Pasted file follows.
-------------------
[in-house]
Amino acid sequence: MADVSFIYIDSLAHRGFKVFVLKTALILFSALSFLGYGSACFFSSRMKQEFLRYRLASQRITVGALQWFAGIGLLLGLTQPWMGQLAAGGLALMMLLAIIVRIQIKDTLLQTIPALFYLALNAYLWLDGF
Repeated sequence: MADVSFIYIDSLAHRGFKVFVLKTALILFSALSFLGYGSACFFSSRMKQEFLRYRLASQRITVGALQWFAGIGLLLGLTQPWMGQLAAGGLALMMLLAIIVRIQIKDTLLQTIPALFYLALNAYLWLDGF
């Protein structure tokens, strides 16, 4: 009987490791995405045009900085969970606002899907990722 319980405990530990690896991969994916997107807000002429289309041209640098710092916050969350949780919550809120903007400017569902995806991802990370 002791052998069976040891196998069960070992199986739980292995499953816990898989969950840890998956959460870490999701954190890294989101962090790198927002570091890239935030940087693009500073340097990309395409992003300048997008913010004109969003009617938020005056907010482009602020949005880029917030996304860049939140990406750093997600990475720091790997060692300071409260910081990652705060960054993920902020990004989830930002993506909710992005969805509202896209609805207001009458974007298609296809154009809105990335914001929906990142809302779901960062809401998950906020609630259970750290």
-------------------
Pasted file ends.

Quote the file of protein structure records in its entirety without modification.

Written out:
[in-house]
Amino acid sequence: MADVSFIYIDSLAHRGFKVFVLKTALILFSALSFLGYGSACFFSSRMKQEFLRYRLASQRITVGALQWFAGIGLLLGLTQPWMGQLAAGGLALMMLLAIIVRIQIKDTLLQTIPALFYLALNAYLWLDGF
Repeated sequence: MADVSFIYIDSLAHRGFKVFVLKTALILFSALSFLGYGSACFFSSRMKQEFLRYRLASQRITVGALQWFAGIGLLLGLTQPWMGQLAAGGLALMMLLAIIVRIQIKDTLLQTIPALFYLALNAYLWLDGF
């Protein structure tokens, strides 16, 4: 009987490791995405045009900085969970606002899907990722 319980405990530990690896991969994916997107807000002429289309041209640098710092916050969350949780919550809120903007400017569902995806991802990370 002791052998069976040891196998069960070992199986739980292995499953816990898989969950840890998956959460870490999701954190890294989101962090790198927002570091890239935030940087693009500073340097990309395409992003300048997008913010004109969003009617938020005056907010482009602020949005880029917030996304860049939140990406750093997600990475720091790997060692300071409260910081990652705060960054993920902020990004989830930002993506909710992005969805509202896209609805207001009458974007298609296809154009809105990335914001929906990142809302779901960062809401998950906020609630259970750290």